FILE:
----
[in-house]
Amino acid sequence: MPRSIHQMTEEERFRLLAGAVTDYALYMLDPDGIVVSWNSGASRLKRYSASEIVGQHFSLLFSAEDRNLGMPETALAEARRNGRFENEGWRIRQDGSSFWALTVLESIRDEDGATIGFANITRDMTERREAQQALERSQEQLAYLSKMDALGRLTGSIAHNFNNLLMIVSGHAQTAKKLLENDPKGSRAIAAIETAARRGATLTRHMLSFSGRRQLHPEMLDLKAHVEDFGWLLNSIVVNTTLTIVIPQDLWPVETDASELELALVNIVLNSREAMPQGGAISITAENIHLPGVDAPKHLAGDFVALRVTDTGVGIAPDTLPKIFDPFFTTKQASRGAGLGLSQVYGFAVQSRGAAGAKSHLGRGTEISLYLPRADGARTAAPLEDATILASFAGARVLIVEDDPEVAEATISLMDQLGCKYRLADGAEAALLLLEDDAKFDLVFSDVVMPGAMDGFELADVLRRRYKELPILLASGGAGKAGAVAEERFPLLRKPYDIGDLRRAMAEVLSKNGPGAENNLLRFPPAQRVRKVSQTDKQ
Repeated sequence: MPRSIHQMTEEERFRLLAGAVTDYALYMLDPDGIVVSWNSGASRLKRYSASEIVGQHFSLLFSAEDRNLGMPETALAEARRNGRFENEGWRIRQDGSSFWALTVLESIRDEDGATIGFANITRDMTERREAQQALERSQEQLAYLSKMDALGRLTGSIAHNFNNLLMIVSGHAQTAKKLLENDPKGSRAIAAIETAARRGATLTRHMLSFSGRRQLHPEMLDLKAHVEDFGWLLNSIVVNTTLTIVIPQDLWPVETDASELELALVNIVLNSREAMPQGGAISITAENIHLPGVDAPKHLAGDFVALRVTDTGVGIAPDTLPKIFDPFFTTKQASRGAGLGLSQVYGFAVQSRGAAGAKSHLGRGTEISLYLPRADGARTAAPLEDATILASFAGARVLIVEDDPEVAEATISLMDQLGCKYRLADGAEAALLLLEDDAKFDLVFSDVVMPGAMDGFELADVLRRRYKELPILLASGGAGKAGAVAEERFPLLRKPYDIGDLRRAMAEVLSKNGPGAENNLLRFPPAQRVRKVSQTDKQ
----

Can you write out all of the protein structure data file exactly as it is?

[in-house]
Amino acid sequence: MPRSIHQMTEEERFRLLAGAVTDYALYMLDPDGIVVSWNSGASRLKRYSASEIVGQHFSLLFSAEDRNLGMPETALAEARRNGRFENEGWRIRQDGSSFWALTVLESIRDEDGATIGFANITRDMTERREAQQALERSQEQLAYLSKMDALGRLTGSIAHNFNNLLMIVSGHAQTAKKLLENDPKGSRAIAAIETAARRGATLTRHMLSFSGRRQLHPEMLDLKAHVEDFGWLLNSIVVNTTLTIVIPQDLWPVETDASELELALVNIVLNSREAMPQGGAISITAENIHLPGVDAPKHLAGDFVALRVTDTGVGIAPDTLPKIFDPFFTTKQASRGAGLGLSQVYGFAVQSRGAAGAKSHLGRGTEISLYLPRADGARTAAPLEDATILASFAGARVLIVEDDPEVAEATISLMDQLGCKYRLADGAEAALLLLEDDAKFDLVFSDVVMPGAMDGFELADVLRRRYKELPILLASGGAGKAGAVAEERFPLLRKPYDIGDLRRAMAEVLSKNGPGAENNLLRFPPAQRVRKVSQTDKQ
Repeated sequence: MPRSIHQMTEEERFRLLAGAVTDYALYMLDPDGIVVSWNSGASRLKRYSASEIVGQHFSLLFSAEDRNLGMPETALAEARRNGRFENEGWRIRQDGSSFWALTVLESIRDEDGATIGFANITRDMTERREAQQALERSQEQLAYLSKMDALGRLTGSIAHNFNNLLMIVSGHAQTAKKLLENDPKGSRAIAAIETAARRGATLTRHMLSFSGRRQLHPEMLDLKAHVEDFGWLLNSIVVNTTLTIVIPQDLWPVETDASELELALVNIVLNSREAMPQGGAISITAENIHLPGVDAPKHLAGDFVALRVTDTGVGIAPDTLPKIFDPFFTTKQASRGAGLGLSQVYGFAVQSRGAAGAKSHLGRGTEISLYLPRADGARTAAPLEDATILASFAGARVLIVEDDPEVAEATISLMDQLGCKYRLADGAEAALLLLEDDAKFDLVFSDVVMPGAMDGFELADVLRRRYKELPILLASGGAGKAGAVAEERFPLLRKPYDIGDLRRAMAEVLSKNGPGAENNLLRFPPAQRVRKVSQTDKQ